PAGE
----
What Can You Say?
Geoff Tracy's Virginia offering inspires neither love nor hate.
By Candy Sagon
Special to The Washington Post
Sunday, September 6, 2009
Do you know what kind of restaurant reviews are the hardest to write? The kind you're about to read. It's for Chef Geoff's Tysons Corner, a restaurant that has nothing I really love but nothing I really hate, either. It's just a big, boring meh.
The food at this fourth restaurant opened by Washington chef Geoff Tracy is like the Miley Cyrus of cooking: not much complexity. In fact, the most emotion I can muster about it is to say that it's bloody expensive for just okay food.
In Tracy's first venture into the Virginia suburbs, he has taken over the former location of Colvin Run Tavern, which closed two years ago. It's a spacious restaurant with an understated interior of ebony wood, white tablecloths and taupe and cream seats. Up front, there's a large U-shaped bar that packs them in with happy-hour and late-night specials; in back, there's an umbrella-shaded patio.
The menu is what I think of as upscale American chain, meaning it's trying hard to be all things to all people. There are mini-appetizers and regular appetizers. There are multiple burgers (beef, bison and tuna), plus pasta and pizzas. Entree salads, of course. Four different cuts of steak. Ample seafood. A decent number of choices for vegetarians.
Based on the popularity of the place, I initially had high hopes. We first tried to visit at 7 p.m. on a Thursday night without reservations and were turned away (along with several other couples). "We won't have a table available until after 8," the apologetic hostess told us. When we went online the following Tuesday to book reservations for Saturday night, our only choice was 6:15 p.m. We quickly took it.
One thing I learned in three visits here: Listen to what your server recommends. The first time we went, our server was a young woman who bluntly warned us away from the two "summer wines" being offered by the glass. "I wouldn't," she told me when I asked about them. "All my customers who ordered them sent them back." Instead, she recommended a New Zealand sauvignon blanc. (On a subsequent visit, I decided to order a glass of the summer white anyway. She was right. It was acrid and thin.)
On another visit, I asked the server to recommend one of the entree salads. "The seared tuna," he replied without hesitation. "It's the best one." And though the tuna could have used more seasoning than the tiny sprinkle of salt and pepper I could detect, he was right: The slices were nicely seared and the greens lightly dressed in a citrusy ponzu dressing, with crunchy wasabi peas for texture. A friend who ordered the barbecued shrimp salad had a much less satisfying result: decent shrimp all but obscured by big blobs of overly sweet barbecue sauce on top of greens tossed with lime dressing.
We also had two of the restaurant's best entrees, thanks to a friendly lunchtime server who steered us toward the Prince Edward Island mussels and the hanging tender steak. The big bowl of plump mussels comes in a broth of white wine, slow-cooked garlic and the heady anise flavor of fresh tarragon. The hanging tender steak -- also called hanger steak -- is the rich, flavorful cut from near the diaphragm of the steer. It was cooked perfectly. What it needed was more than the tiny drizzle of chimichurri sauce it got. A few french fries wouldn't have hurt, either, for $20.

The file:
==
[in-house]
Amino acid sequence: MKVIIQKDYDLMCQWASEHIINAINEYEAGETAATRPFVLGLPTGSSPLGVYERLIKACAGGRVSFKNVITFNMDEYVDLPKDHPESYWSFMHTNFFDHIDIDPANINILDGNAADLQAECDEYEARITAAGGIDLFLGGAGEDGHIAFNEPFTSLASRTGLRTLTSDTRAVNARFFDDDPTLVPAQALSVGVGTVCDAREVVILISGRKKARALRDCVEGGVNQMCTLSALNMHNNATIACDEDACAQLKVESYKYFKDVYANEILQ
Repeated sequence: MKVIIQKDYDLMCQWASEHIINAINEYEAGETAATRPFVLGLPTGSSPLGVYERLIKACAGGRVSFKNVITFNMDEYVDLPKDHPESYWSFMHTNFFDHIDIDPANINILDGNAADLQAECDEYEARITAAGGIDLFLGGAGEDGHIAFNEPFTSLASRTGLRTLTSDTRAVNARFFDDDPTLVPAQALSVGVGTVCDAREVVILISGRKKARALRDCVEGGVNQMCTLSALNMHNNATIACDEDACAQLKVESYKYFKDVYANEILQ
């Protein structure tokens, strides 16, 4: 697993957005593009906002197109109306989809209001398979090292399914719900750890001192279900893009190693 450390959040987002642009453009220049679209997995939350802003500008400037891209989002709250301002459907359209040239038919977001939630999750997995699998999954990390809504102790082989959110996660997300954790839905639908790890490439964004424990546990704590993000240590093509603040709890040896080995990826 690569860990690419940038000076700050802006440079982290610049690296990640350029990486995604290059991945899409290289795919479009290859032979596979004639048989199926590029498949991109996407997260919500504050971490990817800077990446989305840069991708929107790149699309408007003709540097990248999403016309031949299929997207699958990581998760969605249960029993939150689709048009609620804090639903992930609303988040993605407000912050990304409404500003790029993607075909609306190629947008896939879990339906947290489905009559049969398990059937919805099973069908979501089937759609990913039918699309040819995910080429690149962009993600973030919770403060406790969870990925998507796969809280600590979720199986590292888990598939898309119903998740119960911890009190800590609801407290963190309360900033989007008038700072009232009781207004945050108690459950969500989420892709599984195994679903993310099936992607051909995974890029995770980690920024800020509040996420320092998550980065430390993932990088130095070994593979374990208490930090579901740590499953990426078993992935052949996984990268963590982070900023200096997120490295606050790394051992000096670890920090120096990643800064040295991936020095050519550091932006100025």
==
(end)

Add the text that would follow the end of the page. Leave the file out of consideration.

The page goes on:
Among the menu's snacks and regular appetizers, we tried the mini duck corn dogs with purple mustard. I liked the purple mustard. The corn dogs, about the size of my thumb, came on two skewers for $8, and if it hadn't said so on the menu, I never would have guessed duck. I would have guessed Oscar Mayer. Not that that's a bad thing, you understand, but $8 for two tiny school-lunch wieners?
Of the appetizers, we liked the wild mushroom spring rolls -- hot and crisp, with a nice, earthy mushroom flavor -- and the creamy, diet-busting hot crab-and-spinach dip. However, unless you enjoy jacking up your bill for unexceptional food, I'd avoid the $13 fried calamari.
Also in the not-really-worth-it column: the duck lettuce wraps (an overly sweet hoisin sauce on overcooked pieces of duck); day boat scallops on mushroom-asparagus risotto (bland scallops, but the risotto was pretty good); and lemon parsley crusted trout with caper butter (I've had fresher-tasting trout).
The meatball pizza we ordered for my teen daughter was, in her words, "okay." The mild meatballs didn't overwhelm the mozzarella; the crust was inoffensive. Neither thin nor thick, it sort of reminded me of pita bread. She took half of the pizza home and ate it for breakfast the next day, so how bad could it be?
Surprisingly, it's some of the basics at Chef Geoff's that need the most work. Whoever's responsible for those underseasoned, mushy sweet potato fries should be sentenced to three weeks of fry lessons at Artie's, part of the Great American Restaurants chain. And the chocolate chip cookies on the dessert menu? Pathetic. They tasted old and bleached of any flavor, save some sweetness. Order the warm cinnamon-sugar doughnuts instead.
One thing Chef Geoff's gets right: the service staff. The hostess was unfailingly friendly, the servers consistently professional and helpful.
It's just the food that is so ... boring. Or, as a friend put it after we had finished lunch, "It's okay, but there's nothing really special that would make me want to come back and spend my own money."